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Examination of physician factors influencing psychiatric assessment of acutely suicidal patients

Chacko, Mason; Job, Asha; Kim, Diane J; Peter Hong, Houlin; Fontecha-Hernandez, Jeisson; Durand, Dante; Hasan, Abdullah; Cáceda, Ricardo
Suicide risk assessment is a subjective process and remains a clinical challenge in psychiatry. We aimed to examine physicians' characteristics that influence management of acutely suicidal patients. In a cross-sectional design, we performed an anonymous internet survey of psychiatry residents and attendings from four academic centers. Gender, years of experience, practice setting, prior patient suicide, and personal exposure to suicide were characterized. Participants were presented with three clinical vignettes and asked to rate suicide risk and clinical disposition. The relationship between responses to the vignettes and physician characteristics were examined with generalized linear models. Fifty-four residents and 49 attendings completed the survey. Four (7%) residents and 24 (49%) attendings had patients die by suicide, whereas 32 (59%) and 36 (74%), respectively, knew somebody outside their practice who died by suicide. Among residents, lower rating of acute suicide risk was associated with prior exposure to non-patient suicide. Less hospitalization chosen by attendings was associated with greater perceived difficulty of suicide risk assessment. In the combined resident and attending sample, less proneness to hospitalize was associated with number of previous patients die by suicide and with outpatient practice. Our results suggest that previous exposure to suicide is associated with more risk-averse management.
PMID: 33486272
ISSN: 1872-7123
CID: 5102782

Examination of Factors Influencing Psychiatrists' Assessment of Acutely Suicidal Patients in Various Clinical Settings [Meeting Abstract]

Chacko, Mason; Kim, Diane; Narine, Serah; Fontecha-Hernandez, Jeisson; Durand, Dante; Caceda, Ricardo
ISSN: 0006-3223
CID: 4590392

Electroconvulsive therapy in a 96-year-old patient with severe aortic stenosis: a case report and review of the literature [Case Report]

O'Reardon, John P; Cristancho, Mario A; Cristancho, Pilar; Fontecha, Jeisson F; Weiss, David
We report the safe administration of a course of electroconvulsive therapy (ECT) in a 96-year-old woman with severe aortic stenosis. The patient experienced a relapse of her severe depression when ECT had been withheld because of increased concerns regarding medical risk given her age and degree of aortic stenosis. Reassessment of the case confirmed severe stenosis with a valve area of 0.5 cm2 and a peak pressure gradient across the valve of 110 mm Hg. The ventricular ejection was normal at 70% however, and after a careful weighing of the risk of ECT treatment versus the risk of withholding ECT, it was decided to proceed with ECT in this case. In the event, ECT was very well tolerated by the patient, and she experienced a full remission of symptoms. She continues to receive maintenance ECT successfully at a once-per-month frequency. This case illustrates that neither age nor aortic stenosis by itself precludes ECT in the setting of severe depression. Rather, in each case, a careful weighing of the risks both of proceeding with and withholding ECT is warranted.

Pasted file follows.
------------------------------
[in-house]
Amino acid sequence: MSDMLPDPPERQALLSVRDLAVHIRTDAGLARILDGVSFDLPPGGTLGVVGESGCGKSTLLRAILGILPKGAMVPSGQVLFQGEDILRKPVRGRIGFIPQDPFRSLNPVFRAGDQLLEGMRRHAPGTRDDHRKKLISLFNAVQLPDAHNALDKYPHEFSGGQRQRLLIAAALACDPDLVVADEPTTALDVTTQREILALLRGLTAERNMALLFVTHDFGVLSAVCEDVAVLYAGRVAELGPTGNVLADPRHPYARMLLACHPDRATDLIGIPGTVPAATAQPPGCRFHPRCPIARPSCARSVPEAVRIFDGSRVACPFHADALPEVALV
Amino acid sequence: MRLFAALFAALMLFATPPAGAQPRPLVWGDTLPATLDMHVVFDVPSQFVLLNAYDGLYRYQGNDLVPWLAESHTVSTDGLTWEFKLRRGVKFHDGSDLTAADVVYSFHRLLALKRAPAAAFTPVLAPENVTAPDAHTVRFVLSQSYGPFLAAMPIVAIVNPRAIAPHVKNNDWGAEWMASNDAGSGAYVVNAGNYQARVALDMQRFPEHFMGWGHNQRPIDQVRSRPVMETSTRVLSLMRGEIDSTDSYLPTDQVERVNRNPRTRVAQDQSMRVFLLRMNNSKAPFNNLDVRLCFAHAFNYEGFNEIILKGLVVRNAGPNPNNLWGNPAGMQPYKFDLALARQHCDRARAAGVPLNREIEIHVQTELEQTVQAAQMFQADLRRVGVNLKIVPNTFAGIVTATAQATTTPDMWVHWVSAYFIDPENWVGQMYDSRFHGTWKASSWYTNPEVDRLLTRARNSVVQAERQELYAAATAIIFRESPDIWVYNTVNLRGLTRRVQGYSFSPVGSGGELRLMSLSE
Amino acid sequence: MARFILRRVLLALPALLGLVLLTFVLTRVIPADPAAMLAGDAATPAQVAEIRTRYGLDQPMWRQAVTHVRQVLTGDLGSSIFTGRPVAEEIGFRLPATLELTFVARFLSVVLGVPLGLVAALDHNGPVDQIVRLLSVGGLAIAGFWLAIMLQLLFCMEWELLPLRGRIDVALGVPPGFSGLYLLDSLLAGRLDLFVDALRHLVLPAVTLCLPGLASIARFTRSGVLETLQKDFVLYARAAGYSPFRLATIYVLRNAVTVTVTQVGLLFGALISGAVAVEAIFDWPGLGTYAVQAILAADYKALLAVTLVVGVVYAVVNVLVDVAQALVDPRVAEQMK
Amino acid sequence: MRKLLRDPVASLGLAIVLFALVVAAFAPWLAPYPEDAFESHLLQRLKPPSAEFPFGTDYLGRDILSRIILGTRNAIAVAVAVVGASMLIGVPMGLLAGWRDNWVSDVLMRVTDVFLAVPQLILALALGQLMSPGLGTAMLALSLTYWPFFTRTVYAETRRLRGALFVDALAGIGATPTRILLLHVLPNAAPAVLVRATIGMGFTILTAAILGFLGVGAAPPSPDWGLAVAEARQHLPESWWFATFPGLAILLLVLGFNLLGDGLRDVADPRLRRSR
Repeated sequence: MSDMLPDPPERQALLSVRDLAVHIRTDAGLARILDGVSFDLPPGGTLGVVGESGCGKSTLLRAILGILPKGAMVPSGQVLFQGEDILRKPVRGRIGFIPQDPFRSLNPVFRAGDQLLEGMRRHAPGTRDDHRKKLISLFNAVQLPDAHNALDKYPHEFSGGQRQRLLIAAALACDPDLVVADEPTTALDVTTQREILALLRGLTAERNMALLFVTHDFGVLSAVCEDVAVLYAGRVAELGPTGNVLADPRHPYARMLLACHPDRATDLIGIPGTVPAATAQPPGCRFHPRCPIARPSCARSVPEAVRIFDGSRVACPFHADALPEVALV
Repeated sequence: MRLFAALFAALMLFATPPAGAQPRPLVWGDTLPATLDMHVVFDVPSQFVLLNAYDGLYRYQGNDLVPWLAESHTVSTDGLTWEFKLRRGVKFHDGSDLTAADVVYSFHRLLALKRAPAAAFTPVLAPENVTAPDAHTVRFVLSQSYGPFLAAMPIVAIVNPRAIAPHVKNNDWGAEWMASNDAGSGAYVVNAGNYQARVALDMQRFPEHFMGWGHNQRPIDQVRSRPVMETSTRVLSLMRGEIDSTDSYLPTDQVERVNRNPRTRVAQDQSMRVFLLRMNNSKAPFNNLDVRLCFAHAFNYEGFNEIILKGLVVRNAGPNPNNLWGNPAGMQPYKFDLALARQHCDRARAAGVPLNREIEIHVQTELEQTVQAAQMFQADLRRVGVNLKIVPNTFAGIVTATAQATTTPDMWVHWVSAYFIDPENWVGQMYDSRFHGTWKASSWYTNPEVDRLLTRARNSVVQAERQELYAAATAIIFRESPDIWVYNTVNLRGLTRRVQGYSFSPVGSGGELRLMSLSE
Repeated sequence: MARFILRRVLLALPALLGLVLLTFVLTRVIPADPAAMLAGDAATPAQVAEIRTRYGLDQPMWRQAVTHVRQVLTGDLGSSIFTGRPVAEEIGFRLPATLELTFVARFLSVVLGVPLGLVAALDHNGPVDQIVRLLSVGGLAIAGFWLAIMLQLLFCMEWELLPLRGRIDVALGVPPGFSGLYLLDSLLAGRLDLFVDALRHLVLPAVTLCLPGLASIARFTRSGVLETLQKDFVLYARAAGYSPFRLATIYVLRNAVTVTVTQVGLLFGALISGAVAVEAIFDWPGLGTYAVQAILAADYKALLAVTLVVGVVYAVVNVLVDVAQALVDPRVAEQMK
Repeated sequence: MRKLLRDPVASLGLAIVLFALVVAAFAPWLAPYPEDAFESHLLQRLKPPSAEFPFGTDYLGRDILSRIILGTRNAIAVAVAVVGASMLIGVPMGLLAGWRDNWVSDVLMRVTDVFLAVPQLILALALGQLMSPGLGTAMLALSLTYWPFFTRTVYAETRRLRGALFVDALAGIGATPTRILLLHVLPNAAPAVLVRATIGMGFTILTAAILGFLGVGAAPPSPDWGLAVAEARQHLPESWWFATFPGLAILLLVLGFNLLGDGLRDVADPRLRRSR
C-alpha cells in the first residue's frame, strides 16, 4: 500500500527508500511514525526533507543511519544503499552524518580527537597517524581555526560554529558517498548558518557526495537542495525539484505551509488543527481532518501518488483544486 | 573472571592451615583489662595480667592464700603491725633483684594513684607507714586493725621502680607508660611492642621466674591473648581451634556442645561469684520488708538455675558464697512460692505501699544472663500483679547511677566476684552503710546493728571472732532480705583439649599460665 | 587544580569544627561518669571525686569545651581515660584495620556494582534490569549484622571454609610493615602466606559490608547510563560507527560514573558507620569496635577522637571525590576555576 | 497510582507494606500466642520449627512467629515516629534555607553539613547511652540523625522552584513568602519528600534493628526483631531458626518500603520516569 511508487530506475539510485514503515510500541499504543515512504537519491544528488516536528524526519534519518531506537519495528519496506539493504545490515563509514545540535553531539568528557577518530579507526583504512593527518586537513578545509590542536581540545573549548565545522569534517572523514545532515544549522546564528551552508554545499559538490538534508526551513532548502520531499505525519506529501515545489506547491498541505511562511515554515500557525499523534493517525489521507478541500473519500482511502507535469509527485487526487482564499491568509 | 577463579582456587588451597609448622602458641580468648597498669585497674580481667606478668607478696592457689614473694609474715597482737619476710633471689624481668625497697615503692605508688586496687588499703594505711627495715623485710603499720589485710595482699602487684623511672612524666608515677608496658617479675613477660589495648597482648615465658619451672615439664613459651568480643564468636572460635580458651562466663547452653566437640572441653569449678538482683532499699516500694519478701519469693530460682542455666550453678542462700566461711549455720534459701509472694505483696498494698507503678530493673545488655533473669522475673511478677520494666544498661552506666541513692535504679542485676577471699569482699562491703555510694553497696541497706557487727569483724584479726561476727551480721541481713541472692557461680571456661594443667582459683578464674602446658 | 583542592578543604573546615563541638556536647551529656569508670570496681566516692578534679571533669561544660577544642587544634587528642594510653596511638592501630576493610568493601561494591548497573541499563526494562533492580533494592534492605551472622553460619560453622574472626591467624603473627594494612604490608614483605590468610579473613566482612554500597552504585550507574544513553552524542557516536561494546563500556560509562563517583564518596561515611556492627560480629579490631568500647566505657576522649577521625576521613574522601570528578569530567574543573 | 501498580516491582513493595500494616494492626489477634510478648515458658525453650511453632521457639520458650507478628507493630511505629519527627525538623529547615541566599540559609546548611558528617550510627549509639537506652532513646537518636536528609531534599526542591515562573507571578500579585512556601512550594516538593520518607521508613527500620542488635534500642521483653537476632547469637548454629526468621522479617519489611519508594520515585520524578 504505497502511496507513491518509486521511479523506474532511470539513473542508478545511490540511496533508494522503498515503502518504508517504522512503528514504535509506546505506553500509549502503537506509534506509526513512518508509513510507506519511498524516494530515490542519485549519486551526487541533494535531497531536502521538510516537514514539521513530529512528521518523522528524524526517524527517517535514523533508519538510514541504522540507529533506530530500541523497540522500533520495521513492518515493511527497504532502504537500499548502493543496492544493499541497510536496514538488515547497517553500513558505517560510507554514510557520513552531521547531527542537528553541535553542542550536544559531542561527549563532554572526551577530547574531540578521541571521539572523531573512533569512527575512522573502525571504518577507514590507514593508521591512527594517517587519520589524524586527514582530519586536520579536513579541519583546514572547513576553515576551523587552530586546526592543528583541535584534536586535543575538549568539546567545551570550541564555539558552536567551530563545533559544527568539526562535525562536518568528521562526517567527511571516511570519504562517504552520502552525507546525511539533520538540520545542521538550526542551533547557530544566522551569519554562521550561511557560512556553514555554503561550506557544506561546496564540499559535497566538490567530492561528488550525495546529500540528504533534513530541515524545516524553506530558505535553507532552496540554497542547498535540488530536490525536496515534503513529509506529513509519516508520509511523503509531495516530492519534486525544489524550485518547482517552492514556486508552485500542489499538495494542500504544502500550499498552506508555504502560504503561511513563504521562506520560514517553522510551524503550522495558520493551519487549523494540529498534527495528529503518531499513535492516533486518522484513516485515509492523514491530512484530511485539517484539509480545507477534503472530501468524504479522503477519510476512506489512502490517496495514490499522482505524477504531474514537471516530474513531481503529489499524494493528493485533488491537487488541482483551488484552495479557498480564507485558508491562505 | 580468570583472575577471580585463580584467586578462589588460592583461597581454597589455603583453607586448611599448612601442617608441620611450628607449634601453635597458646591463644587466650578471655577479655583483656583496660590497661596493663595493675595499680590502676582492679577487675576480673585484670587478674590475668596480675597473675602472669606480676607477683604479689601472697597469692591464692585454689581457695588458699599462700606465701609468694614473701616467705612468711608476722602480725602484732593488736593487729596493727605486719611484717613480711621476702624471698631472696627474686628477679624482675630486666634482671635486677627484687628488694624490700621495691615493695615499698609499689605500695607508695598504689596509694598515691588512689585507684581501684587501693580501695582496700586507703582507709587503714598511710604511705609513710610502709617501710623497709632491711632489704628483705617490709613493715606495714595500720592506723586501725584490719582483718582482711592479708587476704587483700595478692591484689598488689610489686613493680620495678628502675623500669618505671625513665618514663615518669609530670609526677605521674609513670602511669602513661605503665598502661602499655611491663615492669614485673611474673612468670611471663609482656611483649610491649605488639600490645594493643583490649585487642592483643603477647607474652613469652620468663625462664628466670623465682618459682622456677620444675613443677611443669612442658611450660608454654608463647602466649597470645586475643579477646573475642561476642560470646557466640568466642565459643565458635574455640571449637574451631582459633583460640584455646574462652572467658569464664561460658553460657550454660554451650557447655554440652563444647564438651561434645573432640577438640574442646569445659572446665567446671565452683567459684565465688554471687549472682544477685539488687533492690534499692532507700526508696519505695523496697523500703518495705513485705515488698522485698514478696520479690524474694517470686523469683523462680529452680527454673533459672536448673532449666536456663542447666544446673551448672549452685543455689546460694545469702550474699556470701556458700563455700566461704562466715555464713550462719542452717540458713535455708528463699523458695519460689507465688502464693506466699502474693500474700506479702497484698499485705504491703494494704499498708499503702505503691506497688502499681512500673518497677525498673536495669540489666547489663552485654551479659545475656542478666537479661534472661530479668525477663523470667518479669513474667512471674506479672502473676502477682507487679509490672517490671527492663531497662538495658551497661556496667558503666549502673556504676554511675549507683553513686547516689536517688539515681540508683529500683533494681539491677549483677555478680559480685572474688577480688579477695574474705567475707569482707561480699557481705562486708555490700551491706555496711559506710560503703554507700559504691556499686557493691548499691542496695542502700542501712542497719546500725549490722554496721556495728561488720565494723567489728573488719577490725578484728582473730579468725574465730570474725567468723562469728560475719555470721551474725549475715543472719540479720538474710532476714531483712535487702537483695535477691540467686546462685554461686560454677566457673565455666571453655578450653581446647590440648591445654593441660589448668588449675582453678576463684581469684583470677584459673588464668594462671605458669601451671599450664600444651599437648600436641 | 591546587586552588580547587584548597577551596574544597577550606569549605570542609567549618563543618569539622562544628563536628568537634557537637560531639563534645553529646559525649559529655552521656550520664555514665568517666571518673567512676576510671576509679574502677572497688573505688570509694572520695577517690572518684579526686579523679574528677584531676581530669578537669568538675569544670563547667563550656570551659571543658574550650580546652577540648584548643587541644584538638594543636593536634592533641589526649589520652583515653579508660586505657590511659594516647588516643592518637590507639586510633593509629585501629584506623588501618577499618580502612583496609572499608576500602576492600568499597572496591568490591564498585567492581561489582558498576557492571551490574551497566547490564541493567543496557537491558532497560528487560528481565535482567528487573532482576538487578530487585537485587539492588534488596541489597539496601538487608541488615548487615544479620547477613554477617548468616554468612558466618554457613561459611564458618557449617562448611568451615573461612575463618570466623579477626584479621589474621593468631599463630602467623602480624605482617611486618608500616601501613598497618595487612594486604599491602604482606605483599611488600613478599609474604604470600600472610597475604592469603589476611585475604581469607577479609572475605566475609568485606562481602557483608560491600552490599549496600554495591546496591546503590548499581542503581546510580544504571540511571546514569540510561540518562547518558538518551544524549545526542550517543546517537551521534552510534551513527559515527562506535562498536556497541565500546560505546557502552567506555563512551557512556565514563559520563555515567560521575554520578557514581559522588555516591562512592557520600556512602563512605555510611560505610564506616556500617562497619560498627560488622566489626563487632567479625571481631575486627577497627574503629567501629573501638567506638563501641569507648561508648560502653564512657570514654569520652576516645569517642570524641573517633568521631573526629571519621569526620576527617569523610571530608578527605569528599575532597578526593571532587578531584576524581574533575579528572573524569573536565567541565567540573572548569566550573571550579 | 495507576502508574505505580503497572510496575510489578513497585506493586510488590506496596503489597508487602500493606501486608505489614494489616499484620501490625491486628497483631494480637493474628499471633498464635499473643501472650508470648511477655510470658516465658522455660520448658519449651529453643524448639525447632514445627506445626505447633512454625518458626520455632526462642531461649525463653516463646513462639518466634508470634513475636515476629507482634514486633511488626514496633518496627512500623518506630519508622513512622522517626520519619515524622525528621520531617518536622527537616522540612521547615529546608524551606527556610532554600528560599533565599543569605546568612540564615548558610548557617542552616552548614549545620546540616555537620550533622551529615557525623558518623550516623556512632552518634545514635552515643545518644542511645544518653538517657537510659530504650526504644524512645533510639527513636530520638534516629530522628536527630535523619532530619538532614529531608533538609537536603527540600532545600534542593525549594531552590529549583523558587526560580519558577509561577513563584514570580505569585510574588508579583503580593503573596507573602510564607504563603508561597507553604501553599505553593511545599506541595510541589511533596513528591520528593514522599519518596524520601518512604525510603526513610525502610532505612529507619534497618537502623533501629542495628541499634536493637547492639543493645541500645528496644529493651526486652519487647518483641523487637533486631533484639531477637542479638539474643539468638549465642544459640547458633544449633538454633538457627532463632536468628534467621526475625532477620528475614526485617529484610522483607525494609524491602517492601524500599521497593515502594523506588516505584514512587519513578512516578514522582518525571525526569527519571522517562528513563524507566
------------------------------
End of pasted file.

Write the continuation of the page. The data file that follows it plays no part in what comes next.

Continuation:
PMID: 18379343
ISSN: 1095-0680
CID: 4590382

rTMS in headache prophylaxis: When case reports hide our ignorance - Response [Letter]

O\Reardon, John P.; Fontecha, Jeisson F.; Cristancho, Mario A.
ISSN: 1092-8529
CID: 4590402

Unexpected reduction in migraine and psychogenic headaches following rTMS treatment for major depression: a report of two cases [Case Report]

O'Reardon, John P; Fontecha, Jeisson F; Cristancho, Mario A; Newman, Suzanne
Our objective is to report a coincident reduction in headache pain in patients treated with repetitive transcranial magnetic stimulation (rTMS) for major depressive disorder (MDD). Two patients with a Diagnostic and Statistical Manual of Mental Disorders, Fourth Edition diagnosis of MDD, non-responsive to prior antidepressant treatment who were enrolled in a sham-controlled, double-blind study of rTMS for MDD. After the study, it was revealed that both were in the active-treatment arm. Both patients suffered from near daily headaches and kept logs of headache frequency and severity before, during, and after the study. Headache pain was significantly reduced under double-blind conditions with rTMS treatment, but returned to baseline following cessation of rTMS treatment. Ultimately, when receiving rTMS post-study as a maintenance intervention for MDD (approximately 2 rTMS sessions/week), the positive effects on headache amelioration were sustained. Headache pain is frequently comorbid with mood disorders and has been reported as the most common side effect with rTMS. In these subjects, rTMS was, in fact, associated with relief of depressive symptoms and preexisting headache pain. This indicates that rTMS may be beneficial for both disorders in some patients.
PMID: 18163038
ISSN: 1092-8529
CID: 4590372